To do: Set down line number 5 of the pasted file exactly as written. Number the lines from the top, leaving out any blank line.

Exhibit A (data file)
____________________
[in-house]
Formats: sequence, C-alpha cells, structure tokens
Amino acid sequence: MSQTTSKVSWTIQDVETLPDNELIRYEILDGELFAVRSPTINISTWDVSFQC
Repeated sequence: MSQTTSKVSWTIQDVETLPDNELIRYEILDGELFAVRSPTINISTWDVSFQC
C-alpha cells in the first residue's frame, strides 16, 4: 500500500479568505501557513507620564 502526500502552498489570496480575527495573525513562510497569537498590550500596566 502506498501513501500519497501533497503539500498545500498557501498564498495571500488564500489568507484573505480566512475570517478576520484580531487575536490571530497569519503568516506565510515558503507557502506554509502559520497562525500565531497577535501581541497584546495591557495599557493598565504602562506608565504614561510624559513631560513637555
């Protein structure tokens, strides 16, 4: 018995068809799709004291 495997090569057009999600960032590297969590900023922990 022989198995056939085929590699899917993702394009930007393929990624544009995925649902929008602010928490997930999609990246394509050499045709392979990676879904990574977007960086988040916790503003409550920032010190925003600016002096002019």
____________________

C-alpha cells in the first residue's frame, strides 16, 4: 500500500479568505501557513507620564 502526500502552498489570496480575527495573525513562510497569537498590550500596566 502506498501513501500519497501533497503539500498545500498557501498564498495571500488564500489568507484573505480566512475570517478576520484580531487575536490571530497569519503568516506565510515558503507557502506554509502559520497562525500565531497577535501581541497584546495591557495599557493598565504602562506608565504614561510624559513631560513637555